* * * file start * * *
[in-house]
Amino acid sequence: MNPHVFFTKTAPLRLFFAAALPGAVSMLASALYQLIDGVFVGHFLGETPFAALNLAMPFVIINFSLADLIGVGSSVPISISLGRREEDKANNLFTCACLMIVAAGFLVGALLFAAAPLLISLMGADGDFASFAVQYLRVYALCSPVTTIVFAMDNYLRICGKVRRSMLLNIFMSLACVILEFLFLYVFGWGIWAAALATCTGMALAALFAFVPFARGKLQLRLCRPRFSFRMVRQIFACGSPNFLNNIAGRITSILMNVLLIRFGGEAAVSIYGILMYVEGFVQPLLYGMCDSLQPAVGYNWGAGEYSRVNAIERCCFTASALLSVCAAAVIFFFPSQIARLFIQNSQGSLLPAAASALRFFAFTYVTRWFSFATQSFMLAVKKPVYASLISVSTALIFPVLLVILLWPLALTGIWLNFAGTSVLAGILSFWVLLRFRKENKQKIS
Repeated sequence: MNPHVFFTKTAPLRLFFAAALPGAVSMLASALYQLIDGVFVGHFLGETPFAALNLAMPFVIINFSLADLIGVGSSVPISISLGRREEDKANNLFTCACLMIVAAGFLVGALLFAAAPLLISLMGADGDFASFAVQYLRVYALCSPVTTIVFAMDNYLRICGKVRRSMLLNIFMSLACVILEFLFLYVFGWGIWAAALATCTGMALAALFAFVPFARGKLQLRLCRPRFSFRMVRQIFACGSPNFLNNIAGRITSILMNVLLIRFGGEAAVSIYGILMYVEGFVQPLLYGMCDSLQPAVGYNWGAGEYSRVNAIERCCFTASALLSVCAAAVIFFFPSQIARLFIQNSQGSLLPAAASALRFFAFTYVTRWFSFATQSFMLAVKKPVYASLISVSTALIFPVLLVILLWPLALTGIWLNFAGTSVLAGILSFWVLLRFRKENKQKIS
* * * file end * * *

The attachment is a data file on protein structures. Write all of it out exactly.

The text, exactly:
[in-house]
Amino acid sequence: MNPHVFFTKTAPLRLFFAAALPGAVSMLASALYQLIDGVFVGHFLGETPFAALNLAMPFVIINFSLADLIGVGSSVPISISLGRREEDKANNLFTCACLMIVAAGFLVGALLFAAAPLLISLMGADGDFASFAVQYLRVYALCSPVTTIVFAMDNYLRICGKVRRSMLLNIFMSLACVILEFLFLYVFGWGIWAAALATCTGMALAALFAFVPFARGKLQLRLCRPRFSFRMVRQIFACGSPNFLNNIAGRITSILMNVLLIRFGGEAAVSIYGILMYVEGFVQPLLYGMCDSLQPAVGYNWGAGEYSRVNAIERCCFTASALLSVCAAAVIFFFPSQIARLFIQNSQGSLLPAAASALRFFAFTYVTRWFSFATQSFMLAVKKPVYASLISVSTALIFPVLLVILLWPLALTGIWLNFAGTSVLAGILSFWVLLRFRKENKQKIS
Repeated sequence: MNPHVFFTKTAPLRLFFAAALPGAVSMLASALYQLIDGVFVGHFLGETPFAALNLAMPFVIINFSLADLIGVGSSVPISISLGRREEDKANNLFTCACLMIVAAGFLVGALLFAAAPLLISLMGADGDFASFAVQYLRVYALCSPVTTIVFAMDNYLRICGKVRRSMLLNIFMSLACVILEFLFLYVFGWGIWAAALATCTGMALAALFAFVPFARGKLQLRLCRPRFSFRMVRQIFACGSPNFLNNIAGRITSILMNVLLIRFGGEAAVSIYGILMYVEGFVQPLLYGMCDSLQPAVGYNWGAGEYSRVNAIERCCFTASALLSVCAAAVIFFFPSQIARLFIQNSQGSLLPAAASALRFFAFTYVTRWFSFATQSFMLAVKKPVYASLISVSTALIFPVLLVILLWPLALTGIWLNFAGTSVLAGILSFWVLLRFRKENKQKIS